Welcome to the PA’s PA Budget Special 2016
It was a packed Budget with a number of measures of interest to publishers....
While the Chancellor’s headline announcement was the cut to corporation tax, from the current rate of 20% to 17% by 2020, there were other, particularly small business, tax-friendly announcements which publishers will need to examine closely such as the annual threshold for 100% relief on business rates for small firms rising from £6,000 to £12,000 and the higher rate from £18,000 to £51,000, which the government says will exempt 600,000 firms.
In addition, following much-lauded statements from Google and Facebook about their tax arrangements, the Chancellor announced a number of measures designed to see large, international, companies pay their fair of tax. As Osborne put it in his statement, these are designed to ensure UK companies selling on the internet or on the high street are able to operate on a level playing field with internet companies. Already being billed as the Starbucks Tax, this will see the government, over the next 5 years, raise nearly £8 billion from large companies and multinationals through changes to the rules on interest and other measures, including:
- Introducing rules to prevent multinational companies avoid paying tax in any of the countries they do business in, a technique called hybrid mismatches
- Taxing outbound royalty payments better – these are fees for using intellectual property like patents and copyrights – meaning multinationals pay more tax in the UK
- Making sure offshore property developers are taxed on their UK profits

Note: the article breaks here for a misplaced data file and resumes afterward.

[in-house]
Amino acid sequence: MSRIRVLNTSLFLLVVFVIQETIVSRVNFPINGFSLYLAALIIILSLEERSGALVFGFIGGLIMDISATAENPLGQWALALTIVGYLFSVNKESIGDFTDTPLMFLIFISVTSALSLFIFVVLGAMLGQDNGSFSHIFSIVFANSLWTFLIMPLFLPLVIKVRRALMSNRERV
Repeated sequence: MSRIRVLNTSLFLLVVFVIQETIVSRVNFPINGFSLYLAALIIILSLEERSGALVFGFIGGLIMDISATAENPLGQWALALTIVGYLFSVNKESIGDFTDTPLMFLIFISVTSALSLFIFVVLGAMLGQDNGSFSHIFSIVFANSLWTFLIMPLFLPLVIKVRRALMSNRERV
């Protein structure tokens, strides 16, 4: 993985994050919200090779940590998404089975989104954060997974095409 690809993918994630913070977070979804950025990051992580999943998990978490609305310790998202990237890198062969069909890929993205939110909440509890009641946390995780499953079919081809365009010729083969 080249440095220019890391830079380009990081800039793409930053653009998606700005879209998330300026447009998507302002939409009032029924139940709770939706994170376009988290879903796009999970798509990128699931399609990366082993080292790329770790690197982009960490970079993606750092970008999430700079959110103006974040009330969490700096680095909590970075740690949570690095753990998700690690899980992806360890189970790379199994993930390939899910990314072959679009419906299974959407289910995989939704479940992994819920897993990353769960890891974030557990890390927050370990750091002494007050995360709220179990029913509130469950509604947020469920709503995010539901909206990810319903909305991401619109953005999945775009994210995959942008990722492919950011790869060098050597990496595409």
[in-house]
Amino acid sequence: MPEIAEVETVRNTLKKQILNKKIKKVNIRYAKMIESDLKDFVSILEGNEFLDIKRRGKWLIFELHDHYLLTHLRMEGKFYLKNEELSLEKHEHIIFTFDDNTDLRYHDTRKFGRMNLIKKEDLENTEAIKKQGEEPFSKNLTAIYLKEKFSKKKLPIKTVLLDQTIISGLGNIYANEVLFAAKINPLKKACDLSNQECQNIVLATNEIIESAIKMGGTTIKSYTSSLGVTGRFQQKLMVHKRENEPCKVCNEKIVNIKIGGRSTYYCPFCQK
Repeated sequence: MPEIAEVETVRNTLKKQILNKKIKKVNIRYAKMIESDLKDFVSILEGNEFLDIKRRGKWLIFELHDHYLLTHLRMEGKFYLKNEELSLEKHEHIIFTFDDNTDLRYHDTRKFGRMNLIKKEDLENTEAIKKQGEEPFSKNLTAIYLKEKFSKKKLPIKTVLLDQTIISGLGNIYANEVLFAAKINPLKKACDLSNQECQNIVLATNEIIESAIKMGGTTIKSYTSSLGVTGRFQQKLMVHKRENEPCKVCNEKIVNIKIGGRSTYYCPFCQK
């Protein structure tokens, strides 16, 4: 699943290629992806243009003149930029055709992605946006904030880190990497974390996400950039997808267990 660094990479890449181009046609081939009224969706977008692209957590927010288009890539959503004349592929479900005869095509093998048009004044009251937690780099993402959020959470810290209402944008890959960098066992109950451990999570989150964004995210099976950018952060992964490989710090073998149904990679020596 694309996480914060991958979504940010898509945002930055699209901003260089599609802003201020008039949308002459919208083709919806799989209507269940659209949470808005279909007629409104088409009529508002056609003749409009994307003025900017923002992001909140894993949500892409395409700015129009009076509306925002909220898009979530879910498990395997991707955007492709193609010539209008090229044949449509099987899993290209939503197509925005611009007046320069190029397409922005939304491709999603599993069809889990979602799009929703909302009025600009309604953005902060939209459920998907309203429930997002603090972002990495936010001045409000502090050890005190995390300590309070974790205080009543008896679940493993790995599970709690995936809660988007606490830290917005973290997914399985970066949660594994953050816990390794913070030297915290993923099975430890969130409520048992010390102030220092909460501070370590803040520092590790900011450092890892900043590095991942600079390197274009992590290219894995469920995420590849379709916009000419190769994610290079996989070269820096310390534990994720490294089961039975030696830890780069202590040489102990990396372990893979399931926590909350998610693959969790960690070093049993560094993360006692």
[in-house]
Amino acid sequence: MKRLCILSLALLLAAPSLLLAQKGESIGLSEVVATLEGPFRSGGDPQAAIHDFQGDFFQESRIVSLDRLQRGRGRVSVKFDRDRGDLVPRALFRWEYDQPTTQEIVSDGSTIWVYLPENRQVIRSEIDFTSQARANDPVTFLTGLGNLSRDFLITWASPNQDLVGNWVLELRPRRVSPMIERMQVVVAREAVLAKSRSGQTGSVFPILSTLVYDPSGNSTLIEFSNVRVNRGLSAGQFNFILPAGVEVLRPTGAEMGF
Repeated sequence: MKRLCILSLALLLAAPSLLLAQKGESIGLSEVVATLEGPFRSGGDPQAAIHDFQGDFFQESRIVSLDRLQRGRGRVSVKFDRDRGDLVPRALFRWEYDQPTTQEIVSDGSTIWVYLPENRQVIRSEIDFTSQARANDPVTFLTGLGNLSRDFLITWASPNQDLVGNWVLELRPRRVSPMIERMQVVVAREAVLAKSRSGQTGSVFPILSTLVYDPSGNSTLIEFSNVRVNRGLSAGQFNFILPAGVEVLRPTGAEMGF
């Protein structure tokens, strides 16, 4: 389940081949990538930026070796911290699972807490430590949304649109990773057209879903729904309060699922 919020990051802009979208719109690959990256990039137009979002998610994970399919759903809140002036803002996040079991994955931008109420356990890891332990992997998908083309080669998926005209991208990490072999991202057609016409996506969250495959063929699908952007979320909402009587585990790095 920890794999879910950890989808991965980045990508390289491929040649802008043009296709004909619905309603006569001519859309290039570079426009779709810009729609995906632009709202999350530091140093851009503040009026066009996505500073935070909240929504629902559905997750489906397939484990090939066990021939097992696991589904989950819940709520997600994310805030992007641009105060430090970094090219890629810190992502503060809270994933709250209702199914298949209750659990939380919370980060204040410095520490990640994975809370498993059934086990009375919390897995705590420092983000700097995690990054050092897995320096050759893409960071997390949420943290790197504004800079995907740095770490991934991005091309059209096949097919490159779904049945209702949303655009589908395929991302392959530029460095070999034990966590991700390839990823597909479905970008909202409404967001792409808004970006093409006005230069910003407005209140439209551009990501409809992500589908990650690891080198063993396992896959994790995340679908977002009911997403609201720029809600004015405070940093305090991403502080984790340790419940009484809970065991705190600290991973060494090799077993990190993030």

Reforms to education and school budgets featured heavily, the detail of which will be of interest to education publishers. All schools becoming academies and being freed up from the National Curriculum may impact the production of learning resources, while the move towards fairer funding for schools may lead to an increase in the funding available for textbooks – at least for some. The current system for allocating school funding will be replaced by the first National Funding Formula for schools from 2017-18. Subject to consultation, it is the government’s aim that 90% of schools who gain additional funding will receive the full amount they are due by 2020. To enable this the government will provide around £500 million of additional core funding to schools over the course of this Spending Review, on top of the commitment to maintain per pupil funding in cash terms. A further announcement of new funding for 25% of schools, available as a result of the newly-announced Sugar Tax, to pay for extra school hours at the end of the day (with a focus on the extra time being used for sport) will need to monitored closely to ensure the monies made available by the government are enough to cover the cost of this additional opening – there should be no syphoning off of existing limited resources to pay for it. The Education Secretary is also due to publish a White Paper tomorrow setting out further measures the government proposes to introduce to improve the quality of education. We will review this carefully for implications for publishers.
The Chancellor also continued to demonstrate his willingness to use fiscal levers to help the creative sector. Following the tax breaks of previous budgets for various sectors (high-end drama, film, video games, animation), it was announced that a new tax relief is to be introduced from 1 April 2017 to encourage museums and galleries to develop creative new exhibitions and display their collections across the country. The relief will be available for the costs of developing temporary or touring exhibitions and will follow a consultation on its design over summer 2016. This willingness is something the publishing industry should look to harness.
Local government financing Measures were announced which will see 100% of local government resources come from their own area by the end of the Parliament. This may have an impact on the funding available for libraries and other community reading initiatives.